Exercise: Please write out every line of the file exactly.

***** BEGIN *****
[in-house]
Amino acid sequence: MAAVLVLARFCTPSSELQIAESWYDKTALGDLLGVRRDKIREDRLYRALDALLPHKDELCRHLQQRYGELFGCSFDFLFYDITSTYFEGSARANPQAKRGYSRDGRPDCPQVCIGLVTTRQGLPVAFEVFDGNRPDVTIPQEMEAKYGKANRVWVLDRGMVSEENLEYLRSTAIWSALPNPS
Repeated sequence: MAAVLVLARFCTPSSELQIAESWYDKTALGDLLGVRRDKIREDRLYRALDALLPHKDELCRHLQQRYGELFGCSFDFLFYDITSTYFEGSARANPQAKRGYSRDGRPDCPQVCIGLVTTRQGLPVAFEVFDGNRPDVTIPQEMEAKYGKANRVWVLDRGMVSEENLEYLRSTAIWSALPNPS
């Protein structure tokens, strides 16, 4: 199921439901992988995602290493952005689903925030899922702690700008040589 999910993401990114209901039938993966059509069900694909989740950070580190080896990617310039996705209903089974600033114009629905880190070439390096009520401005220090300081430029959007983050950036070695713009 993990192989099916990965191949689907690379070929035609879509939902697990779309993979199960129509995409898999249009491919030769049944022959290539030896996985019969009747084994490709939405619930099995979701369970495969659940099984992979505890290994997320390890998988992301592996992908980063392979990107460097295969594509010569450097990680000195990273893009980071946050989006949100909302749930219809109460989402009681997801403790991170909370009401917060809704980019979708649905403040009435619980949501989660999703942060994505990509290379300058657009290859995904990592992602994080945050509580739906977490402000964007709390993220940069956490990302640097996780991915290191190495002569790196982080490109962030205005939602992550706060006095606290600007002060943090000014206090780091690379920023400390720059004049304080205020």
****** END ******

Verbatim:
[in-house]
Amino acid sequence: MAAVLVLARFCTPSSELQIAESWYDKTALGDLLGVRRDKIREDRLYRALDALLPHKDELCRHLQQRYGELFGCSFDFLFYDITSTYFEGSARANPQAKRGYSRDGRPDCPQVCIGLVTTRQGLPVAFEVFDGNRPDVTIPQEMEAKYGKANRVWVLDRGMVSEENLEYLRSTAIWSALPNPS
Repeated sequence: MAAVLVLARFCTPSSELQIAESWYDKTALGDLLGVRRDKIREDRLYRALDALLPHKDELCRHLQQRYGELFGCSFDFLFYDITSTYFEGSARANPQAKRGYSRDGRPDCPQVCIGLVTTRQGLPVAFEVFDGNRPDVTIPQEMEAKYGKANRVWVLDRGMVSEENLEYLRSTAIWSALPNPS
């Protein structure tokens, strides 16, 4: 199921439901992988995602290493952005689903925030899922702690700008040589 999910993401990114209901039938993966059509069900694909989740950070580190080896990617310039996705209903089974600033114009629905880190070439390096009520401005220090300081430029959007983050950036070695713009 993990192989099916990965191949689907690379070929035609879509939902697990779309993979199960129509995409898999249009491919030769049944022959290539030896996985019969009747084994490709939405619930099995979701369970495969659940099984992979505890290994997320390890998988992301592996992908980063392979990107460097295969594509010569450097990680000195990273893009980071946050989006949100909302749930219809109460989402009681997801403790991170909370009401917060809704980019979708649905403040009435619980949501989660999703942060994505990509290379300058657009290859995904990592992602994080945050509580739906977490402000964007709390993220940069956490990302640097996780991915290191190495002569790196982080490109962030205005939602992550706060006095606290600007002060943090000014206090780091690379920023400390720059004049304080205020």